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Former student Tina Guo brings the house down


Robert Gilson and his old student Tina Guo backstage at the California Center for the Arts, Escondido Sunday night after the concert that brought the world-class Guo back for an emotion-filled reunion with the San Diego Civic Youth Orchestra where she first played when she was 11-years old.

Sunday night the California Center for the Arts, Escondido hosted the international sensation, cellist Tina Guo, whose explosive theme for “Wonder Woman” has become one of the most recognizable anthems in the movies. The prolific musician has become so well-known that if you have heard a moody cello score on a major motion picture the chances are good that Guo is the talent behind it.
The Grammy nominated virtuoso’s solos have been featured on the scores of “Wonder Woman”, “Sherlock Holmes”, “Inception”, “Iron Man 2”, “Batman vs Superman”, “Pirates of the Caribbean 5” and the Oscar nominated “Dunkirk”.
The extremely down-to-earth Guo, who was a student of Robert Gilson in the San Diego Civic Youth Orchestra, was invited to return to play with the orchestra last year, but it was a matter of logistics and timing to be able to schedule her. She has played on two tours with Hans Zimmer but has also been the soloist in Cirque Du Soleil’s Michael Jackson tribute.
Zimmer has said of her, “When she grabs the Cello, it’s like a sword. She becomes the Wonder Woman.” Her mastery was evident Sunday night as she held the audience in the palm of her hand.
Gilson gave an emotional tribute to her at the beginning of the concert, which started with Rossini’s William Tell Overture (without Guo) and then moved to the Cello Concerto No. 1 in A minor of Saint-Saéns, which was special for her and Gilson because she was the soloist two decades ago for the same work when she was a little girl who was shorter than her instrument.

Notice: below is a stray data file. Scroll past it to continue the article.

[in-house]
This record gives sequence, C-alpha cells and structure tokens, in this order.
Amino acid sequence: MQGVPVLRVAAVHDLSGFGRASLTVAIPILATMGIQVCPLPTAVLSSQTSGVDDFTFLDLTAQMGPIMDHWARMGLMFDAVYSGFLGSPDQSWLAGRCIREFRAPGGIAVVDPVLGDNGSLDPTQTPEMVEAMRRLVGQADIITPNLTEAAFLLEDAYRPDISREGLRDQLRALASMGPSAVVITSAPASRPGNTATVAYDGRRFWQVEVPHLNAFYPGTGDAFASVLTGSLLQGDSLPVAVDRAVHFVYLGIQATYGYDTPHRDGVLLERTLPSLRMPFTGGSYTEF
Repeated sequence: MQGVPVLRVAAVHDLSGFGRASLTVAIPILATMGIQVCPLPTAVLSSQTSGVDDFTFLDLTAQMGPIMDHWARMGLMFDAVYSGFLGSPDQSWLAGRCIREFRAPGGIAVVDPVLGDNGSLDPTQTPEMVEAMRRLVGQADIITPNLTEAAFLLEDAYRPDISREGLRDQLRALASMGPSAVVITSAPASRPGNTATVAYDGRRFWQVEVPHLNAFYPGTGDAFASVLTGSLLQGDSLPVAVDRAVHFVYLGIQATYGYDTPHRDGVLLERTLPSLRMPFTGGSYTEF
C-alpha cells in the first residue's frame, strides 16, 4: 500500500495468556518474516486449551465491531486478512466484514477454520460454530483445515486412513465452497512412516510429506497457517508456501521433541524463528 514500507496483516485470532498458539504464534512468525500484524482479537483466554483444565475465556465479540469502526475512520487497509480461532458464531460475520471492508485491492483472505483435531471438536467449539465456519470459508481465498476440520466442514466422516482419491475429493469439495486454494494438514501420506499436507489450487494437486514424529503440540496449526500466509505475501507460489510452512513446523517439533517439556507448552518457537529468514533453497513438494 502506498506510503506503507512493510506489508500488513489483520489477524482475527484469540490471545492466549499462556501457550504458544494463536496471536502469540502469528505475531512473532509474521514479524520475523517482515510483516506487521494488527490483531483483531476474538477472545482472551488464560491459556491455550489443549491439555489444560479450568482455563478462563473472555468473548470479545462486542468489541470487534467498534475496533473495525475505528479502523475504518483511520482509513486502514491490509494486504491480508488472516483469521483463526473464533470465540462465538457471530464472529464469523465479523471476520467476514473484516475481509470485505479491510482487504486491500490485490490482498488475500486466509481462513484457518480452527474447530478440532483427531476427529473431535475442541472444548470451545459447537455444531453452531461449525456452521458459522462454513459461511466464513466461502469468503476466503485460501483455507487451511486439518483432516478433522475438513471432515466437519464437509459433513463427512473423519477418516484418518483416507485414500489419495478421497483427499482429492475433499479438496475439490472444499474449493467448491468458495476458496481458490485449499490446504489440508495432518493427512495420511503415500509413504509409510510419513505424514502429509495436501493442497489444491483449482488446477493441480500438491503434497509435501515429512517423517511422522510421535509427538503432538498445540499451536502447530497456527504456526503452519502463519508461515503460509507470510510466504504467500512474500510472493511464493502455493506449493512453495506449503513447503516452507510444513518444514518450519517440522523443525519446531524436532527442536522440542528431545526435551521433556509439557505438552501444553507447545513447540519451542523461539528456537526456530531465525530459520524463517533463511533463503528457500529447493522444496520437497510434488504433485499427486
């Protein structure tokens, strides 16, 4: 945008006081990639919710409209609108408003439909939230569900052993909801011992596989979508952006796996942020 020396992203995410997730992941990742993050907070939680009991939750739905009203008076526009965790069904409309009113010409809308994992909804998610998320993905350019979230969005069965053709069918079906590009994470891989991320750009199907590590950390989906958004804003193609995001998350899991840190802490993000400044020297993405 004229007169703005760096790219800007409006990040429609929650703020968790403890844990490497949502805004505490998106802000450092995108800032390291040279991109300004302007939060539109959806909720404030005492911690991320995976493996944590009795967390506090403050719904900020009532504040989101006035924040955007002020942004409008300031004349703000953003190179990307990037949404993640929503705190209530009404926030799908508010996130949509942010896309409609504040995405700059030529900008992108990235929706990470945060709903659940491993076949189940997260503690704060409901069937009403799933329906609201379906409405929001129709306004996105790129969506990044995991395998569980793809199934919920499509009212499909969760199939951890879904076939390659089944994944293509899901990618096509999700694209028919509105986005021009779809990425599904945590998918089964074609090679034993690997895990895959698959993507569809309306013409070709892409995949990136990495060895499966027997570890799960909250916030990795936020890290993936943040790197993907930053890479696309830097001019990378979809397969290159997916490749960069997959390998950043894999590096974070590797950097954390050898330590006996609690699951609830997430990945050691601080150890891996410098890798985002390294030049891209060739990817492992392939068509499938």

Guo made the concert even more special when she moved her band onto the stage for a series of pieces taken from her album “Game On,” which, as the name suggests, is made up of music composed for video games.
At the end of this second “act” she played her arrangement of “Wonder Woman” on the erhu, a two-stringed Chinese instrument. This arrangement was somewhat souped up from the version we are familiar with from the movie, but it was, if anything, even more exciting.
Guo is an artist who has an allure that can only be described as magical, and when Zimmer compares her facility to that of a sword master, he is not far off. Her facial expressions make her entire self seem to meld with the instrument as much as her hands master it.
This was the first time that her band members, who all have very impressive resumes in their own right, had played with an symphony, which created some interesting challenges since, as Guo herself pointed out, they are used to playing about five times as loudly as your average symphony orchestra.
One of them Guitarist John Huldt, remarked on his Facebook page: “First time playing with an orchestra. Super cool stuff.”
Bass guitarist Kfir Melamed added, “It was a really cool experience to play metal with a symphony.”
The final section of the concert included Guo and her band once more accompanied by the orchestra for a rendition of the Legend of Zelda, another gorgeous work from the world of games. It makes this fan of classical and movie scores realize how much I have been missing by not spending all my time cooped up with a big screen and a video game console. Or maybe not.
After the concert one of her fans remarked, “I liked how down to earth she was. So open with her background and thankful to the youth orchestra, etc. She was obviously passionate in creating new sounds along with truly loving the classical background. Just thought she was super sweet and generous I could just feel how much she loves her career.”
Maestro Gilster tantalized the audience by saying that they are trying to bring Tina Guo back to the Center next year for another fund raiser for the Youth Symphony. One can only hope that it all works out!

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